Several stunning spectacles are coming up and they’re not to be missed.
A full moon always gets people talking, but a supermoon, well… that’s another level of celestial spectacle entirely. Supermoons are a rare phenomenon eagerly anticipated by avid astronomers and ardent photographers in equal measure, and the first one of the year is now just around the corner. Before it shows its face in late April, however, there are several preceding events on the cosmic calendar to look out for in the skies above Austin.
Zodiacal Light (Early April)
According to AccuWeather, “a mysterious pyramid of light will be visible in early April after sunset.” The zodiacal light is sometimes called ‘false dawn’ due to the spectacular white glow that protrudes up from the horizon. Interplanetary dust particles reflect the light of the sun illuminating the horizon and extending upwards in a cone-like shape.
The glow shines from the western horizon providing an exceptional and enigmatic sight that is best experienced in locations devoid of city lights.
Lyrid Meteor Shower (April 22)
The Lyrid meteor shower occurs every April, usually from April 16 to April 25. The peak of the shower is nearly always on the night of April 22 when about 20 meteors shoot across the night sky per hour producing bright dust trails as they do.
The Lyrids are the oldest recorded meteor shower with first reports dating back to 687 BC. As with the zodiacal lights, the best chance to see them would be from venturing away from the city center to an area less affected by artificial light.
The moon may interfere this year so for those really committed to seeing the “Lyrid fireballs” it is best to stay up after the moon has set and catch a glimpse before dawn twilight begins.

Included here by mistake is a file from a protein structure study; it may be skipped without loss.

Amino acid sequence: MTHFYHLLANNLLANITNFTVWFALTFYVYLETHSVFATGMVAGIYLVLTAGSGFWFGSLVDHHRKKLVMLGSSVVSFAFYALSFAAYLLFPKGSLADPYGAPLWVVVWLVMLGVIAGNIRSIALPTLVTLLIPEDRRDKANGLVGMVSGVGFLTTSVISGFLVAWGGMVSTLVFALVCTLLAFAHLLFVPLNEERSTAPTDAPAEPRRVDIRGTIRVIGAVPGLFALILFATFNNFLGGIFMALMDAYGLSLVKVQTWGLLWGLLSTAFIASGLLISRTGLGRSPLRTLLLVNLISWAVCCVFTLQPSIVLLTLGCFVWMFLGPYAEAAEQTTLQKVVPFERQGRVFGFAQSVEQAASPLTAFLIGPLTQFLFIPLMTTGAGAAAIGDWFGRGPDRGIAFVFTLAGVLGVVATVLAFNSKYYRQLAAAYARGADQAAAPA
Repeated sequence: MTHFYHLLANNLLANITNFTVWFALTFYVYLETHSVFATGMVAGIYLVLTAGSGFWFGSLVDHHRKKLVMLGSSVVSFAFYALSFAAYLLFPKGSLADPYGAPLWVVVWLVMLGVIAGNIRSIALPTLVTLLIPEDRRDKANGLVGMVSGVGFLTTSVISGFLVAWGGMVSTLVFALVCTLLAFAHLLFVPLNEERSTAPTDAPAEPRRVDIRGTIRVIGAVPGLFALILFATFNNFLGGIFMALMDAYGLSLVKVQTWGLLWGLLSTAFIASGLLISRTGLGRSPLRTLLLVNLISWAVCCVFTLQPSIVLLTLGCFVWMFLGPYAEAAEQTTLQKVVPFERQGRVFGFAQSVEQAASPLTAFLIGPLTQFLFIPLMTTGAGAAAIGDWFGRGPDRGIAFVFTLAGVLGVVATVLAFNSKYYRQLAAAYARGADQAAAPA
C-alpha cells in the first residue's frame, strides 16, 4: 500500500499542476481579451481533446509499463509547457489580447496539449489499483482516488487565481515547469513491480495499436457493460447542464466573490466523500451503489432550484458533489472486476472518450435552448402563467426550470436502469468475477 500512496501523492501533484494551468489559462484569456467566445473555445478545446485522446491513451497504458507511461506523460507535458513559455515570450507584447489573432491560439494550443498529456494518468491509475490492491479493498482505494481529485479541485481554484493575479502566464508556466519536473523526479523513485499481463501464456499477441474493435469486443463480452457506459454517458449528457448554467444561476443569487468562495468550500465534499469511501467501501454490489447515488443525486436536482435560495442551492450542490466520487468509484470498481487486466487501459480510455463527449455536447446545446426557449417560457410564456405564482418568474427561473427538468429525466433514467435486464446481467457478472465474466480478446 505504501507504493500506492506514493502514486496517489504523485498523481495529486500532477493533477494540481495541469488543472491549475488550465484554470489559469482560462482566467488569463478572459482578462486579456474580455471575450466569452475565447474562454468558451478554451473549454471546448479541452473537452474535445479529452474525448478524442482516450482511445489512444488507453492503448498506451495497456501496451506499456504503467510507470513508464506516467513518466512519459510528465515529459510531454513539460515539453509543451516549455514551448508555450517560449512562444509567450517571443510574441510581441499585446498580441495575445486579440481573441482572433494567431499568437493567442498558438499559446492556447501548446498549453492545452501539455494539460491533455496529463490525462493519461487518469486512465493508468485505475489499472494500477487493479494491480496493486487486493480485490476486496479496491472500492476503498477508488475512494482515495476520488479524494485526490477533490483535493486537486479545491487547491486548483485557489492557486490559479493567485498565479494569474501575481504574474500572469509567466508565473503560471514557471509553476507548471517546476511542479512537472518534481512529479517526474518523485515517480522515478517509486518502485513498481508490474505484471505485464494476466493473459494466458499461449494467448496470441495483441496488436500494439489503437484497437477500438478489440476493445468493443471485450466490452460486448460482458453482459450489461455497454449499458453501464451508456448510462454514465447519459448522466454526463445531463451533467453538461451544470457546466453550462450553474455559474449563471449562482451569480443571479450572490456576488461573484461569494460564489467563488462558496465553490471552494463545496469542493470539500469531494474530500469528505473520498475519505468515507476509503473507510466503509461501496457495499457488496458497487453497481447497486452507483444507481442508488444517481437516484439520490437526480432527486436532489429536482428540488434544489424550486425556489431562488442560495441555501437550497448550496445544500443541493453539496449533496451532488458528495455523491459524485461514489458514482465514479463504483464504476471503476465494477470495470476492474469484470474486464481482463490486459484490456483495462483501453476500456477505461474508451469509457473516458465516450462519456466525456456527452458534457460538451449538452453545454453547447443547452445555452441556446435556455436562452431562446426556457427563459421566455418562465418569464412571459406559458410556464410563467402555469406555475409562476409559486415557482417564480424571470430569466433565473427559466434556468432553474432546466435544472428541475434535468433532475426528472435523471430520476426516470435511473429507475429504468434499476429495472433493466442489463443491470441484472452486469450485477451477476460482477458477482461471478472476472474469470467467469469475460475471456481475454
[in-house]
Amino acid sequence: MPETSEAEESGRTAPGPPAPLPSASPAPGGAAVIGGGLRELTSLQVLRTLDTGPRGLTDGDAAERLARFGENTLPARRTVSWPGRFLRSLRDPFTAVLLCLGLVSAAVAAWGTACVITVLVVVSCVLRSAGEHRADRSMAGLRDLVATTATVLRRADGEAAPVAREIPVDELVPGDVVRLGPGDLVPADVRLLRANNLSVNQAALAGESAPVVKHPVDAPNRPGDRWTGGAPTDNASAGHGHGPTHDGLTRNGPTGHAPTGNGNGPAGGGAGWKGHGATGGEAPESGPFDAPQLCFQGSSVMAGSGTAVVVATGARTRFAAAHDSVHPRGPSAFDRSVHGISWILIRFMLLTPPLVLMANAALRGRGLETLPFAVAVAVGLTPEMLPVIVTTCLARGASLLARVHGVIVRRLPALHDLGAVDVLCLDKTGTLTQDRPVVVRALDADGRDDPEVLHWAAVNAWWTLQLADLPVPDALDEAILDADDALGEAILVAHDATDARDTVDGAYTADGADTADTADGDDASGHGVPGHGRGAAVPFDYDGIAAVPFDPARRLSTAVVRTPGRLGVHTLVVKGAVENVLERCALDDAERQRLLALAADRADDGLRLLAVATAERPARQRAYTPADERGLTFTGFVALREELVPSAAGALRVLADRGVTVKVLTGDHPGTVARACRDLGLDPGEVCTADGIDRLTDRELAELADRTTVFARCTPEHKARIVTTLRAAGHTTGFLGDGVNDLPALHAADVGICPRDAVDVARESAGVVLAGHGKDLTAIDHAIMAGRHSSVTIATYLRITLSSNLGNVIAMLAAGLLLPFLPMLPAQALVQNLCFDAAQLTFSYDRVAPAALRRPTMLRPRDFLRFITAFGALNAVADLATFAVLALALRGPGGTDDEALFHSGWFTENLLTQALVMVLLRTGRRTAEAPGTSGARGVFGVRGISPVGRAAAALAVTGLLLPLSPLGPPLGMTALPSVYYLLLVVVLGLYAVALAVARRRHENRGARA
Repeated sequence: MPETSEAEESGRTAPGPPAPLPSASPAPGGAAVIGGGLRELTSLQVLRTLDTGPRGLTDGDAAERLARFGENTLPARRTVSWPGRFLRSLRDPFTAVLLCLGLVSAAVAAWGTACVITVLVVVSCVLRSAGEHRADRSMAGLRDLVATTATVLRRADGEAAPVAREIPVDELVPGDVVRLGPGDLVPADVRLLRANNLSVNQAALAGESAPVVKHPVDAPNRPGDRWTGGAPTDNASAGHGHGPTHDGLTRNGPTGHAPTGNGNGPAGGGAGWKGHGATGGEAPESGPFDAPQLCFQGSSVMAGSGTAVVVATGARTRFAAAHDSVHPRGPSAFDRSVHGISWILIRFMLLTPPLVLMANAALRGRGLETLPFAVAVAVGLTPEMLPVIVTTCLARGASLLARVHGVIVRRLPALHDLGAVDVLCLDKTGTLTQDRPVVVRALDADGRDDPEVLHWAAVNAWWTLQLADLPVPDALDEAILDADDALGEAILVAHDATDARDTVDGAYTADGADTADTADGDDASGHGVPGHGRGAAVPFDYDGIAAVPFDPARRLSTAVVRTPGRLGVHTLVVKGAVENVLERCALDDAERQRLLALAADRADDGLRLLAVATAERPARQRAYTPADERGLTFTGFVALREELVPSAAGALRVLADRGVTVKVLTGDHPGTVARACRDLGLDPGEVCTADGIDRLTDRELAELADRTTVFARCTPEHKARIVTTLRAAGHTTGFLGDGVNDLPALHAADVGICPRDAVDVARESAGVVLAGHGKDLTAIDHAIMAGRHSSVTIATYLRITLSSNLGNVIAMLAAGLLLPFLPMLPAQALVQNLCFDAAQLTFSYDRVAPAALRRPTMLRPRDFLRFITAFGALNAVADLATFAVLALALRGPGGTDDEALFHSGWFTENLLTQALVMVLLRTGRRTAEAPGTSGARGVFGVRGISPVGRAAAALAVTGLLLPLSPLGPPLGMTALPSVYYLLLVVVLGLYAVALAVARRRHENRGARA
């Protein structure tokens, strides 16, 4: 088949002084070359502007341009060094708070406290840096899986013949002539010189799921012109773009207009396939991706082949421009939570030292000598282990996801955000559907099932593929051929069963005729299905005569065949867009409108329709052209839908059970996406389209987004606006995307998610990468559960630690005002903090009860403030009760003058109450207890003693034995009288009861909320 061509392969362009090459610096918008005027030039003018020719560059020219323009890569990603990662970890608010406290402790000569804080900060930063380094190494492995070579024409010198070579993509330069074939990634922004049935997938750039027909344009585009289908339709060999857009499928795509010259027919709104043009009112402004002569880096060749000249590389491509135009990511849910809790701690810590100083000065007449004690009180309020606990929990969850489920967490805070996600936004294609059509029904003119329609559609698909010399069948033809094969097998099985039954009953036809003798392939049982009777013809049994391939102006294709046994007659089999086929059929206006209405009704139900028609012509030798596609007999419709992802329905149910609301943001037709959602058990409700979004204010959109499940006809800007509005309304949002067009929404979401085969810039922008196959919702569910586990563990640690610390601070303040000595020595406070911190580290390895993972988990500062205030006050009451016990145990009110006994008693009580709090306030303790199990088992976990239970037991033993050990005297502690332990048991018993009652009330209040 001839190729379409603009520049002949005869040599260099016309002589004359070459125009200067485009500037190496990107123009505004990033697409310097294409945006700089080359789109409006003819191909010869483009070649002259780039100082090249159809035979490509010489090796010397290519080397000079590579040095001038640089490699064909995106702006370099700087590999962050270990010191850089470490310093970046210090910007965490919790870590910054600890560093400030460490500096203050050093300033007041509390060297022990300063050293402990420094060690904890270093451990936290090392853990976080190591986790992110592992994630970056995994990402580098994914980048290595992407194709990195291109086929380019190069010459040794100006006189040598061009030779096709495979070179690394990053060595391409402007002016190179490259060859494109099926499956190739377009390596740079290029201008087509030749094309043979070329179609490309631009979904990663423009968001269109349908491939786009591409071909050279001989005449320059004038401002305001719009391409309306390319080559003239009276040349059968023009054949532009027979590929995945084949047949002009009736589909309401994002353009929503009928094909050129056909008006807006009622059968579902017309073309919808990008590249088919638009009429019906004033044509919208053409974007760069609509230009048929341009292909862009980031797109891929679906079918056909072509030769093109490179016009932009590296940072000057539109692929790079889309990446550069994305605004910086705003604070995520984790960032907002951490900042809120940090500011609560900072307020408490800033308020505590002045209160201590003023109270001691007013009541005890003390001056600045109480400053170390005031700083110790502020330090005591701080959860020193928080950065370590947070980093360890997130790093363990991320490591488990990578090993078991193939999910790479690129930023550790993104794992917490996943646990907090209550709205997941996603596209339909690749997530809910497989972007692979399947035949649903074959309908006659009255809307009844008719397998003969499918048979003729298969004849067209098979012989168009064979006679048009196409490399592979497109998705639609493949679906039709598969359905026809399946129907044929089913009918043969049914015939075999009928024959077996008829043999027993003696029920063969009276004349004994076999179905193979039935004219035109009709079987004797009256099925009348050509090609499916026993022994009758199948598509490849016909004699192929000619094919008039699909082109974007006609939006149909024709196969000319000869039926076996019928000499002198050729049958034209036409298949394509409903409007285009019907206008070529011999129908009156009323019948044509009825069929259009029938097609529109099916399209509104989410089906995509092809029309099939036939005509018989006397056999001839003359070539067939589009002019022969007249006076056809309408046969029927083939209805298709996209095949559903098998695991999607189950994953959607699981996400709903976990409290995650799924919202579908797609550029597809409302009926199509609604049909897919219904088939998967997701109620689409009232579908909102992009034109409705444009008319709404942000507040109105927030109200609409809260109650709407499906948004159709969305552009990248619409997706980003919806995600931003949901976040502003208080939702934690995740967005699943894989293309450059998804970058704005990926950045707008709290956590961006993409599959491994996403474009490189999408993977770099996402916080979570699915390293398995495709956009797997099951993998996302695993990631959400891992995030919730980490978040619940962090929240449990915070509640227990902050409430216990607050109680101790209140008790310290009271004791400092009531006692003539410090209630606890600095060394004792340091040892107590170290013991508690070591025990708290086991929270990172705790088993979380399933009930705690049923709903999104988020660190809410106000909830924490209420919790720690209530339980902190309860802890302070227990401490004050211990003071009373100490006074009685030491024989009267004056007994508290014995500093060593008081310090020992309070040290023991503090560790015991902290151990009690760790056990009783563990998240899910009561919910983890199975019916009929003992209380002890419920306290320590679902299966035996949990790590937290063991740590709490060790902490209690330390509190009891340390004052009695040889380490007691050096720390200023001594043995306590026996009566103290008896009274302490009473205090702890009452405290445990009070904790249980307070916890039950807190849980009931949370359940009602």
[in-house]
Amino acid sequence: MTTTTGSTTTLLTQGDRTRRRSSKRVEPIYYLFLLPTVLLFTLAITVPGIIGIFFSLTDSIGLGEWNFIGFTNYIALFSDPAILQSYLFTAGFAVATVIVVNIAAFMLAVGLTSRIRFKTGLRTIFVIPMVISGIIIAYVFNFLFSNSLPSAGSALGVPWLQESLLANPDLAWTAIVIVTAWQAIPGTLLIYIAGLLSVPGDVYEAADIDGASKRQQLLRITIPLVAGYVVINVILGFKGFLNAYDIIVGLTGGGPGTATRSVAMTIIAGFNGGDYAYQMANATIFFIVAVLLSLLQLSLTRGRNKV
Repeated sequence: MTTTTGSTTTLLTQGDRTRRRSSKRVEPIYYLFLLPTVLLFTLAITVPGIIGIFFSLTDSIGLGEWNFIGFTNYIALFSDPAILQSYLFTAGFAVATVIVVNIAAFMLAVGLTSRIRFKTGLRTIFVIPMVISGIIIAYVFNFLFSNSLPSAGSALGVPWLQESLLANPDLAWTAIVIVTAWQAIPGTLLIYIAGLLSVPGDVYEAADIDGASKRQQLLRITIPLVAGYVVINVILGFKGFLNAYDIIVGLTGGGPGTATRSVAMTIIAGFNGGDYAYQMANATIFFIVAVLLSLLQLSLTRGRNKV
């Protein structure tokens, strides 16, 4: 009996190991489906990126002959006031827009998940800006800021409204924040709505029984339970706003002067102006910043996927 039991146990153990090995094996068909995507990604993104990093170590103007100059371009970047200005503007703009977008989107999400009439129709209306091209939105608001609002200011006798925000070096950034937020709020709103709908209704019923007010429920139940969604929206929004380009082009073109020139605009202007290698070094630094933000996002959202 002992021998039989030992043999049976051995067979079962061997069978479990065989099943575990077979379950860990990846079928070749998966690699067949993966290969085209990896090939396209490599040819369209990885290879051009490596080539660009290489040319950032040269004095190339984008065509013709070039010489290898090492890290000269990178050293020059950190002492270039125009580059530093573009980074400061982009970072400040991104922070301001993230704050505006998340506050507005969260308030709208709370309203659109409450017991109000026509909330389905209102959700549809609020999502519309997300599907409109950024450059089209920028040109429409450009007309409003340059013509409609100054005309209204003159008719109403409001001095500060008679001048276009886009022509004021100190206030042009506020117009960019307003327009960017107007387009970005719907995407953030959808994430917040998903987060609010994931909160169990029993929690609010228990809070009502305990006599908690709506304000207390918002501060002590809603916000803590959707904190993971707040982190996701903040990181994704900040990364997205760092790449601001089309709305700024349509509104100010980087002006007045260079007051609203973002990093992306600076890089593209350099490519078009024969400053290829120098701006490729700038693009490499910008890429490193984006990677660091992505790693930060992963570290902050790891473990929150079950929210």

The “Super Pink Moon” (April 26)
The highlight of April’s astronomical events is the first supermoon of the year. Supermoons are normally spaced fourteen months apart, but this year we are being treated to two in quick succession and the first, dubbed the “Super Pink Moon” will arrive on April 26.
A supermoon, or rather a full moon that coincides with the moon’s closest orbital point to Earth (called the perigee), is 30 percent brighter in the night sky and 14 percent larger than when the moon is at its apogee (the furthest point from Earth). In other words, the moon illuminates the sky and offers a fantastic opportunity for photographers.
Don’t expect the moon to drastically change color, however, the pink supermoon traces its name back to early Native American tribes who called it such because it marked the appearance of the ground phlox (or moss pink) – one of the first spring flowers.
This year the moon will reach peak illumination at 22:33 pm CDT.
There will also be a second supermoon occurring on 26 May 2021, but this will be overshadowed by an even bigger astronomical event – a total lunar eclipse – causing the May supermoon to appear blood-red in the sky as it’s obscured by the Earth’s shadow.
For the best views of the two supermoons, and views of astronomical spectacles in general, it’s always recommended to head to places with as little light pollution as possible. If you’re living in the city, finding dark skies can be a little difficult. But to help you on your mission, use this light pollution map to guide your way.
[Featured image from Twitter / @DerekMellott]